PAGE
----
Lake Erie Land and Water - Clarifying the Urban - Eutrophication Linkage
LEMN Workshop 4.5B - "Lake Erie Land and Water - Clarifying the Urban - Eutrophication Linkage" was a binational workshop that was held at the Upper Thames River Conservation Authority, London, Ontario on April 25th 2014. This workshop was sponsored by Sponsored by Environment Canada (Lake Erie LAMP) through the Lake Erie Millennium Network.
Recent manifestations of eutrophication in Lake Erie have become increasingly prevalent, despite evidence that total phosphorus loadings are at or near target levels that previously were deemed adequate to prevent appearance of nuisance algae, hazardous algal blooms and other manifestations. Findings of various task groups and symposia suggest that changes in the form rather than just the quantity of phosphorus may be responsible.
Postulated sources include changing agricultural practices, increasing discharge from urban centres, and/or transformations or altered cycling by in-lake processes: see Workshop 4.2
In February 2009, the Water Quality Board of the IJC and LEMN convened a workshop to assess the weight of evidence supporting each hypothesis.
Possible causes and ultimate endpoints were summarized by participants in a series of flow charts (fuzzy cognitive maps (FCMs) designed to graphically represent understanding and uncertainties about the processes. Both urban-related functions and agricultural activities may be significant external drivers of the reappearance of eutrophication, and likely play an especially important in the Lake Erie ecosystem.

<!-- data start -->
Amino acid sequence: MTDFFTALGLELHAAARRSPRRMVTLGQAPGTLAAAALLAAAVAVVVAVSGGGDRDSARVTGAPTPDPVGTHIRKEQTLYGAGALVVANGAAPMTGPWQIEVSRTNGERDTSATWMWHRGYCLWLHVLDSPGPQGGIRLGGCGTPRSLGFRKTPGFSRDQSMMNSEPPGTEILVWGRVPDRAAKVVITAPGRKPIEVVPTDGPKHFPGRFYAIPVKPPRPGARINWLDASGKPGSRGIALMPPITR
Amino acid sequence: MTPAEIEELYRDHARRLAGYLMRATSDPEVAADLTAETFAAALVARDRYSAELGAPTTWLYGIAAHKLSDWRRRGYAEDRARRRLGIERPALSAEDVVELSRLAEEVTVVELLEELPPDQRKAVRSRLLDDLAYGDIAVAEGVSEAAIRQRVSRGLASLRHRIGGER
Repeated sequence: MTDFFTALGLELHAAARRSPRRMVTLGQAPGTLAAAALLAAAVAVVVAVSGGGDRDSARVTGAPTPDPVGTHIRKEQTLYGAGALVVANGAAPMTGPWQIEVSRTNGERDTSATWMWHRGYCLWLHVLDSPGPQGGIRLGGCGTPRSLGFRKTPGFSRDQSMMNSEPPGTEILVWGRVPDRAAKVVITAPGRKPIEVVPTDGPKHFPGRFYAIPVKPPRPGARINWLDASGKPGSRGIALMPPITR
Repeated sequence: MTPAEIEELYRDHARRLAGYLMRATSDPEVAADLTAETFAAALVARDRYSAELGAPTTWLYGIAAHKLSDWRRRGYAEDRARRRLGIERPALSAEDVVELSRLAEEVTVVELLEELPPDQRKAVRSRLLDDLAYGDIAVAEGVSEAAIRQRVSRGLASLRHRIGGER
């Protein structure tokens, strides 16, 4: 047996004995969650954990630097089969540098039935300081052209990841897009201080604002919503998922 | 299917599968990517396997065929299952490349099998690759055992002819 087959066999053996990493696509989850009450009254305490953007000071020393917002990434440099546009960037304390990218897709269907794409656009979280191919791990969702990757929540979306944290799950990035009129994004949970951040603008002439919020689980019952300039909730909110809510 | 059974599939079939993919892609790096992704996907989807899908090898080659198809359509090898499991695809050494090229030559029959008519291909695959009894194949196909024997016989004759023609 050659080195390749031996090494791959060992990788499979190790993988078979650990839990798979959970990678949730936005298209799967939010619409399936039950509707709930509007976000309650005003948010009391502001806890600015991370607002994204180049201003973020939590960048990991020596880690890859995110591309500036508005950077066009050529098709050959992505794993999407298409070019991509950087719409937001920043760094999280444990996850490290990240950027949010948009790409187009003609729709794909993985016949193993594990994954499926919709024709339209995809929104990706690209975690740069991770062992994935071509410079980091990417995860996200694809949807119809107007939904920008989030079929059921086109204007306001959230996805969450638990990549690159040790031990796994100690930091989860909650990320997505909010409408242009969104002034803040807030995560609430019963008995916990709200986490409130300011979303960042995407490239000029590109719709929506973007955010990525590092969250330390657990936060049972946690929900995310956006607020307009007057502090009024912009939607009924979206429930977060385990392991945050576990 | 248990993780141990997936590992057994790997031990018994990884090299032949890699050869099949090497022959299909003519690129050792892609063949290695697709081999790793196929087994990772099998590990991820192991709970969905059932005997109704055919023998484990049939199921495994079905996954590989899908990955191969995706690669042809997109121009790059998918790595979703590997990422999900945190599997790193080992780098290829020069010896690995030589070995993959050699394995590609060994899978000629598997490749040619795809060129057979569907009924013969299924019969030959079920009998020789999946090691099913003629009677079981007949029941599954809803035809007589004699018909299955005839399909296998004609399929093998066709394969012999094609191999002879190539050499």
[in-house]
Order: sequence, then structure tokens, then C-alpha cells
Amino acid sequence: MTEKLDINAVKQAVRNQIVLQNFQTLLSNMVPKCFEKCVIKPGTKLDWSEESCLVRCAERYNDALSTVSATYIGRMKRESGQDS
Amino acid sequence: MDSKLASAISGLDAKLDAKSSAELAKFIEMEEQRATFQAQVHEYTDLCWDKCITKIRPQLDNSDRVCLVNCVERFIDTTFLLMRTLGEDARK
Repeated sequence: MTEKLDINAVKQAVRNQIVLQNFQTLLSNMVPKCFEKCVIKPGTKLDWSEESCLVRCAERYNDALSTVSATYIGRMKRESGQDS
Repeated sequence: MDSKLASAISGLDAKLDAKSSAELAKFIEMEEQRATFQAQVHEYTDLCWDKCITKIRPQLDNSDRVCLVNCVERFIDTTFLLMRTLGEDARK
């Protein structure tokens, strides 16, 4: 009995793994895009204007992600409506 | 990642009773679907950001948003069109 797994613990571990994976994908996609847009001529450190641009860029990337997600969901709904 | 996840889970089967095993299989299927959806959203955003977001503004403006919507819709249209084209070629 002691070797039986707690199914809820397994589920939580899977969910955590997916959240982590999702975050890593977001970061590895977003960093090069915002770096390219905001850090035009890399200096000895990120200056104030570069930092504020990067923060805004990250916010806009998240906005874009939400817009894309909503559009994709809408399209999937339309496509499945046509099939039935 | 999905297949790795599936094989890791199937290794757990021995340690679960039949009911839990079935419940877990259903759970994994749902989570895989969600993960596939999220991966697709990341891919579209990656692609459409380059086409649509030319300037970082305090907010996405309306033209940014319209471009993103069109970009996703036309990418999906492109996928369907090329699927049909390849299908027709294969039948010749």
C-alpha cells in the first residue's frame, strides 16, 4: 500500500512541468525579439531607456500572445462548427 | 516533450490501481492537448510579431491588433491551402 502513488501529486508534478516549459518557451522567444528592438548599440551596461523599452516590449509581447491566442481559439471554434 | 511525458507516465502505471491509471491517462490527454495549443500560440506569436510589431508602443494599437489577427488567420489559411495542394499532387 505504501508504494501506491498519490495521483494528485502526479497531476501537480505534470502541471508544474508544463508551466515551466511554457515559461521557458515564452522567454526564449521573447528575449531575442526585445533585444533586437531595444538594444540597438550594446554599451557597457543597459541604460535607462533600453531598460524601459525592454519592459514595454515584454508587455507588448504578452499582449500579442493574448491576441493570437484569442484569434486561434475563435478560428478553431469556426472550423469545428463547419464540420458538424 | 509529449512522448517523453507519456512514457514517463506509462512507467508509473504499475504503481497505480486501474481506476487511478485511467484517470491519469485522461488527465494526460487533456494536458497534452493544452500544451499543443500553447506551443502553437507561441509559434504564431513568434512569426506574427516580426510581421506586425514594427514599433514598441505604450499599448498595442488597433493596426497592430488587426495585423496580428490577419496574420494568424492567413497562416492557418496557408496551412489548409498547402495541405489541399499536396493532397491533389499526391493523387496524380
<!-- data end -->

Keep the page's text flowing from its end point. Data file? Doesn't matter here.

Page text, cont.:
In March 2010, we convened a workshop to improve the resolution of postulated relationships between agricultural activities and eutrophication: see Workshop 4.4. Practices related to agriculture are possibly more amenable to 'no regrets' management actions than other postulated causes of the eutrophication issue.
This workshop (a complement and refinement of one convened in March 2013) will further our current understanding of the causes and consequences of the reappearance of eutrophication, emphasizing the potential role of urbanization on the Lake Erie nearshore. The goal is to develop a detailed fuzzy cognitive map that focuses on the urban-related, land-based pathways and variables that have the potential to influence eutrophication in Lake Erie.